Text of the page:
Lives Writ in Cloth
Quilts were first created as a utilitarian way of recycling fabric; but they can also tell us a story. Just as music can express emotion through rhythm and tone, quilters can use the rhythm and texture of cloth patterns to express a connection to family, history, or an important life event.
Katrina Gorman and Letha Anderson are members of the Sisters of the Cloth quilting guild in Fort Wayne. This group of African-American women meets to create brightly colored works of art and teach new quilters of all skill levels. As Anderson notes, they are not just teaching quilting, but life skills as well.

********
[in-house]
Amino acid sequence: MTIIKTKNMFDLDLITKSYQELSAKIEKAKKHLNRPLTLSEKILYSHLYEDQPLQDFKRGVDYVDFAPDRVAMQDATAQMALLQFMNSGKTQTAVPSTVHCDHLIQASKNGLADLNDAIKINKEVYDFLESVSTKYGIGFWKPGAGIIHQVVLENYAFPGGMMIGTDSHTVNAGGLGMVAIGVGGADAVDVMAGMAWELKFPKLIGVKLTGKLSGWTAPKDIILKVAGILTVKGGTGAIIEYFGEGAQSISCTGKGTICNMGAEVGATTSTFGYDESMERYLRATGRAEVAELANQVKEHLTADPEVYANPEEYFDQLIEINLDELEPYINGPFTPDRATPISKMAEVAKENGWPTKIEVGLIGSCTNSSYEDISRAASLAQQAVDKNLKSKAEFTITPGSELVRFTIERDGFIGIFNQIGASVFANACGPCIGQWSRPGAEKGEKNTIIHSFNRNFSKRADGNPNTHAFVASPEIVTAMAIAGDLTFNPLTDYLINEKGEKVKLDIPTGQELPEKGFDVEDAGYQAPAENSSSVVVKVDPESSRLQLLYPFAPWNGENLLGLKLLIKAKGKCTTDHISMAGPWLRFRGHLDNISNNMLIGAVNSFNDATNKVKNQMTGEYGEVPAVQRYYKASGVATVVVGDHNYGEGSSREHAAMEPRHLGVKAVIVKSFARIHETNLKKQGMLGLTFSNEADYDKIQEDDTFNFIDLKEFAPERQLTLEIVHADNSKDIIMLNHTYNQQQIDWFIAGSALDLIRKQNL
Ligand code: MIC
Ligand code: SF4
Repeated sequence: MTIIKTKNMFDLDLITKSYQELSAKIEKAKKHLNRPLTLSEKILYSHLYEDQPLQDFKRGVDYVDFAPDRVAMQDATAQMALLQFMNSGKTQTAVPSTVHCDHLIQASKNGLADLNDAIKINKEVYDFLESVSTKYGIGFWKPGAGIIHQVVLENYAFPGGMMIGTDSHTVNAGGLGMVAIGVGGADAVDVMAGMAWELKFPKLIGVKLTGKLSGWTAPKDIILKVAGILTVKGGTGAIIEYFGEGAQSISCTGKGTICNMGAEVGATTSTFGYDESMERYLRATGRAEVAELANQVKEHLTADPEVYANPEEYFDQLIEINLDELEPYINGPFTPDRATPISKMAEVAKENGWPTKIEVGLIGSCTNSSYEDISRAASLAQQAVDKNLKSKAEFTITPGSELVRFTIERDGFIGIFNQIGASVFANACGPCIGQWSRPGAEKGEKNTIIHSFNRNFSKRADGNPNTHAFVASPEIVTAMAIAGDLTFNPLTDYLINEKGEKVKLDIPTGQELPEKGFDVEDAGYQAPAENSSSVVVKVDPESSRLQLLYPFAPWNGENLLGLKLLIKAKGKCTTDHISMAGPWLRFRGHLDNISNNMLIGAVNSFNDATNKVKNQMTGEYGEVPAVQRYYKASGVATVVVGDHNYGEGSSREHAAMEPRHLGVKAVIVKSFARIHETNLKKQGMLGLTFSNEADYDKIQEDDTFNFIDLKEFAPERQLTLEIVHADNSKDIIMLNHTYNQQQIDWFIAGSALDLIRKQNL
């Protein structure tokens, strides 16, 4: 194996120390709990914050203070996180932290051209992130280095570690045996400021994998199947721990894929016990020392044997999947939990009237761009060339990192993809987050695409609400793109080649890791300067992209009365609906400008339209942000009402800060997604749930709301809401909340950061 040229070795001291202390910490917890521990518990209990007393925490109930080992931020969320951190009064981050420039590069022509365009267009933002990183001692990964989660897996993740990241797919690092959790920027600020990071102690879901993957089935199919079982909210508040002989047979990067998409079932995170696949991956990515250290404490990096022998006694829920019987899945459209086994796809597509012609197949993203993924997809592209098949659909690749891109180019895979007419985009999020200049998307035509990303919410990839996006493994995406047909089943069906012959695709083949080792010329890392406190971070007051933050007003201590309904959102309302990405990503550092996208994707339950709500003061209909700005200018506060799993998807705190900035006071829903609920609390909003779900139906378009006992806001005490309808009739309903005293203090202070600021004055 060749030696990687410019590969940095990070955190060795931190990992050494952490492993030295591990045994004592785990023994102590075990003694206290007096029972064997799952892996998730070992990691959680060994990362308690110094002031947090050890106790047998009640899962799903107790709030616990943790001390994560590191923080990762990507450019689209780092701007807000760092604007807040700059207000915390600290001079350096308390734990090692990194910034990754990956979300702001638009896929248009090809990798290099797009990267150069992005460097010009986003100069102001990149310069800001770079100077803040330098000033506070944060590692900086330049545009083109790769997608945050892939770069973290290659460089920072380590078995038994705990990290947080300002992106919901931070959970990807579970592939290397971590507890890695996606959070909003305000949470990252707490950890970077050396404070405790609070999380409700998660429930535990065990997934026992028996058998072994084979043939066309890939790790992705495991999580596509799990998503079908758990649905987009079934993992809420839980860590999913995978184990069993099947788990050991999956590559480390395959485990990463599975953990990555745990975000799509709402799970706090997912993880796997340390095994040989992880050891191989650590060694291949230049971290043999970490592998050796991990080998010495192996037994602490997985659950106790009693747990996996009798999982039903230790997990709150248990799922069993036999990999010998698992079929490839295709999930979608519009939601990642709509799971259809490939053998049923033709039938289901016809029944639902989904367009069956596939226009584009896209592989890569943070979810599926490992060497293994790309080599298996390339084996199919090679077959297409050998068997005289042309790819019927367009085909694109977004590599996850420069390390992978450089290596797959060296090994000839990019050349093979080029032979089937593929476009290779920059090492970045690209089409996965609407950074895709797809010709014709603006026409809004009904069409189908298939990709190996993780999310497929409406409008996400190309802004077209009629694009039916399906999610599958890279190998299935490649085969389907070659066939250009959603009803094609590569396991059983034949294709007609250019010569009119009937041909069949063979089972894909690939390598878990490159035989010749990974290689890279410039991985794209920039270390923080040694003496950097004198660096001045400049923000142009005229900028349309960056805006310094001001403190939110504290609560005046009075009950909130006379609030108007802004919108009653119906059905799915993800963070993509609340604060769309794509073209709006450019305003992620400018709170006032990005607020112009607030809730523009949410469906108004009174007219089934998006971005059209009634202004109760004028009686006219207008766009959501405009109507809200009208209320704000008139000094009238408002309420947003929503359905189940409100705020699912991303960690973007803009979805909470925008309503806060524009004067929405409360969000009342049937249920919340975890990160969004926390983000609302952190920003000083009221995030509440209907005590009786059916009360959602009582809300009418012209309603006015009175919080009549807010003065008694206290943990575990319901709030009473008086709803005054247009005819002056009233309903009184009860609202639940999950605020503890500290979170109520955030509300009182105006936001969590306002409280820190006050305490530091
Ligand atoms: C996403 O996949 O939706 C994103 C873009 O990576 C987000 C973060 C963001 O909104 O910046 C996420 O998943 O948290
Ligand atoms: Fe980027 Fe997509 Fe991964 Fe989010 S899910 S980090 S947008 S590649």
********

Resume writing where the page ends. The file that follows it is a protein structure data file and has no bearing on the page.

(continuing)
Gen Dornbush's quilts follow traditional European-American patterns that have been handed down for generations. She explains that for a long time, quilts were a method for women to express their political views during a period when their voices were seldom heard. Her own quilts serve as treasured family heirlooms. The women of Dornbush's family have been quilting for more than 200 years.